I think of him whenever I flip through my iPhoto library. I usually hold my breath and skip past the February photos which contain grief bombs: close ups of his hand in mine. Close ups of his face, eyes closed, forehead wrinkled in ... confusion? Pain? Blurry photos of us saying goodbye. CG told me to take the pictures, that I'd want them. Sometimes, I'm not so sure.
I think of him when I get frustrated and clench my jaw, just like he used to do. Did his frustration feel like this, like my monster, the one that I hold in with such tiny, ill-fated muscles? I know we talked about it, how we both wrestle with a hair trigger for frustration. I wish I could remember more of what he said.
I think of him whenever I walk past a picture in my upstairs hallway. It was taken just a few months before he died, a studio portrait for my parents' church directory. I didn't like it at first, too staged for my tastes, I told myself, when that was only part of the story. Actually, I didn't like it because in it his face is puffy and the normally brilliant light behind his blue eyes looks dim. I didn't like to look at it and remember losing him so slowly and so completely.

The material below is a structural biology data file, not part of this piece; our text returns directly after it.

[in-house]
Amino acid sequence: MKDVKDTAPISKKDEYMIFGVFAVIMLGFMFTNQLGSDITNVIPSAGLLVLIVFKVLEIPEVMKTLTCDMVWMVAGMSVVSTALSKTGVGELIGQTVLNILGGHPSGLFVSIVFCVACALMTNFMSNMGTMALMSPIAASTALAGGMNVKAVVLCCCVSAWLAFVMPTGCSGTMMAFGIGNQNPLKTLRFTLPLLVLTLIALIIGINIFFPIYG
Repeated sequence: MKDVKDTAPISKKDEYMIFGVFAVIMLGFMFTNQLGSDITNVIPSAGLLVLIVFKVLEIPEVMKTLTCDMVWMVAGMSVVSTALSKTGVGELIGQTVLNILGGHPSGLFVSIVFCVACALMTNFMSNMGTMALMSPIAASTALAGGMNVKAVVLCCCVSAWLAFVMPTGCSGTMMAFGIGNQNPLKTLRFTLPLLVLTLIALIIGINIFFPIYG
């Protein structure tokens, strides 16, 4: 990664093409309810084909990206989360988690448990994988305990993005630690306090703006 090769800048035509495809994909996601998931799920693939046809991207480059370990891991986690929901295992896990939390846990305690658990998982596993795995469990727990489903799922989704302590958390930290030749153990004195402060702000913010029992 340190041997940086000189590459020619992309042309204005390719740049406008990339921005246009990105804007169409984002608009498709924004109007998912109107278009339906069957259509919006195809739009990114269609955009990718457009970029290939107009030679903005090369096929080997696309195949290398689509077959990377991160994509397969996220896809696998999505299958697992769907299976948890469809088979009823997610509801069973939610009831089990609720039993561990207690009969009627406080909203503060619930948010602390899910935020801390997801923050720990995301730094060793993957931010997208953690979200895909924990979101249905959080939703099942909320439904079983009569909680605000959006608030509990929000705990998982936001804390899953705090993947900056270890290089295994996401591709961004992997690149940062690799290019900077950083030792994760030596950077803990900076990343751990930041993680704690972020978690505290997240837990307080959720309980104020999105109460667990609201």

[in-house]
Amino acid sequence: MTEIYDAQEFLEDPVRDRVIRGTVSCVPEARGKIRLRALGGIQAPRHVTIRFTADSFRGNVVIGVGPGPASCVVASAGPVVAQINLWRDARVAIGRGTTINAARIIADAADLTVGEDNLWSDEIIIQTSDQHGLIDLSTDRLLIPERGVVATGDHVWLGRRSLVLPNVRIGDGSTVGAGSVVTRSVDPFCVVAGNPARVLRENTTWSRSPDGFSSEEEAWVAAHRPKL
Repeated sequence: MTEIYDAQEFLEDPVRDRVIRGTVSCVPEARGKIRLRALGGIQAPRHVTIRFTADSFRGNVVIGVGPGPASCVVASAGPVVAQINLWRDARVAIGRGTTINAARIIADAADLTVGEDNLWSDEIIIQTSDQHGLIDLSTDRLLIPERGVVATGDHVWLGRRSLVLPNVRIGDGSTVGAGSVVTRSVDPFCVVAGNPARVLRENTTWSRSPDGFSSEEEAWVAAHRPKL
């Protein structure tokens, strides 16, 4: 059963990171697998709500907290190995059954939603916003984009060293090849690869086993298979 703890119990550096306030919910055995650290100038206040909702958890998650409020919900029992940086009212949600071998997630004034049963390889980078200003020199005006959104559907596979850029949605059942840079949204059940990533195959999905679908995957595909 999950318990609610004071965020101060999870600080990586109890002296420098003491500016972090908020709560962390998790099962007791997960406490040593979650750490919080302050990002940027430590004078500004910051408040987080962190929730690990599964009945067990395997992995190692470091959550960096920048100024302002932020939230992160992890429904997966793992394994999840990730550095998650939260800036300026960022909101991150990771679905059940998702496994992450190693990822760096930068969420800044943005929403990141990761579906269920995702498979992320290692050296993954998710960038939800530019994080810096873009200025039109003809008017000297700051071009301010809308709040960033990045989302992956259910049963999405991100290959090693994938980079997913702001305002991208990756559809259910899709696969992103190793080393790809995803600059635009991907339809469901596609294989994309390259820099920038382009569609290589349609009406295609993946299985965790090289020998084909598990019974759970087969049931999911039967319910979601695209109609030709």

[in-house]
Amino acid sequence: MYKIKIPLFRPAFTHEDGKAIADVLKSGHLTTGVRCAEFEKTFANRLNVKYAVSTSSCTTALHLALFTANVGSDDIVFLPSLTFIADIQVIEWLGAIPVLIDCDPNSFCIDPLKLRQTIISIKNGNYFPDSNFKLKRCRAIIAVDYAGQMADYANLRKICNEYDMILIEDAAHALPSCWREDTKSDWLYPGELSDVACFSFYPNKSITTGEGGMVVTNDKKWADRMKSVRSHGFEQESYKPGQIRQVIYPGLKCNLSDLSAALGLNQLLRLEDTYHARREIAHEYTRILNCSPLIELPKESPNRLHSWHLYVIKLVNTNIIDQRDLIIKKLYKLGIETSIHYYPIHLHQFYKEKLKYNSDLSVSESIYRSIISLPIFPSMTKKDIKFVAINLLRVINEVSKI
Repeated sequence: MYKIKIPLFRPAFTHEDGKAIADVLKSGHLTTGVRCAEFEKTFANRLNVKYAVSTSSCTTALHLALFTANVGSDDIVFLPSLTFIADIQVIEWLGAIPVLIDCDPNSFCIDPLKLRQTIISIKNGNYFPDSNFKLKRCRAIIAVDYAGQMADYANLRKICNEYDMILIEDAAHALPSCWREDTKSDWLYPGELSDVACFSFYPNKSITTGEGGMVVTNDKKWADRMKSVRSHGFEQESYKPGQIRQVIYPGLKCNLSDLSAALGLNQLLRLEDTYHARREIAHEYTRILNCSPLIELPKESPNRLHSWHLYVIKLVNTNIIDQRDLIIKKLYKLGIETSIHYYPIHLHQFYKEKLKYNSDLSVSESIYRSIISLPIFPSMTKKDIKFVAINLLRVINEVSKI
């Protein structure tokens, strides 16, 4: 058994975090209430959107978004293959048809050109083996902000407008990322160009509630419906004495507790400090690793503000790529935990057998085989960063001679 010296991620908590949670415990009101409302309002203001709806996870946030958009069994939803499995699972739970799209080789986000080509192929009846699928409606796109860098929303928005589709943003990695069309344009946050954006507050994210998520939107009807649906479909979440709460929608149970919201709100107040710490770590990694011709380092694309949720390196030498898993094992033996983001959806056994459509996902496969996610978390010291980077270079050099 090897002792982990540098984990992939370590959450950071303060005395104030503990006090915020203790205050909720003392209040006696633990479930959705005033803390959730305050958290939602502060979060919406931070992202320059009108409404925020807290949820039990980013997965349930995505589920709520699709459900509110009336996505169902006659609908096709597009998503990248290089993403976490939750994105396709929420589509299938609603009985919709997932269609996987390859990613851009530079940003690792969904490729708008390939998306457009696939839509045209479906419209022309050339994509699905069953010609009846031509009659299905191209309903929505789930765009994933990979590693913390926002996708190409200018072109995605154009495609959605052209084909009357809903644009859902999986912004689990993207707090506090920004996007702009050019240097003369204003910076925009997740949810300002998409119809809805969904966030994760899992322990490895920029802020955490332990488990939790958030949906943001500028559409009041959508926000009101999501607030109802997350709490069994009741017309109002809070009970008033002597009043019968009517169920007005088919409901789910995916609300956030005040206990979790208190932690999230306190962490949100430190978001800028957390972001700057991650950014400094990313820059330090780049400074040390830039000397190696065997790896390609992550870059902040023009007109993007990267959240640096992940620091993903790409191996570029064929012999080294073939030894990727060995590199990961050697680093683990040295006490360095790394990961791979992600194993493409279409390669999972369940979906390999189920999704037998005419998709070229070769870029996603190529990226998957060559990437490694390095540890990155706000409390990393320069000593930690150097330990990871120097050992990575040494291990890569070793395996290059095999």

I think of him whenever I glance at another, smaller picture of him carrying me as a toddler in a backpack. He is younger than I ever remember him. He is younger than I am now and looks strong and healthy and whole. The more I look at this picture the more his memory is painted with its mood. I see that smile, those dancing eyes when I think of him now. It may not be the image of him as I truly remember him but I want it to be part of the image of him I have left. These younger parts I'll never know. This man who I knew in a deep but deeply limited way. I want to fill in the cracks in my memory and paint a fuller, younger, happier picture of who he was.
He will always be missed. But mostly, I am missing him on Father's Day.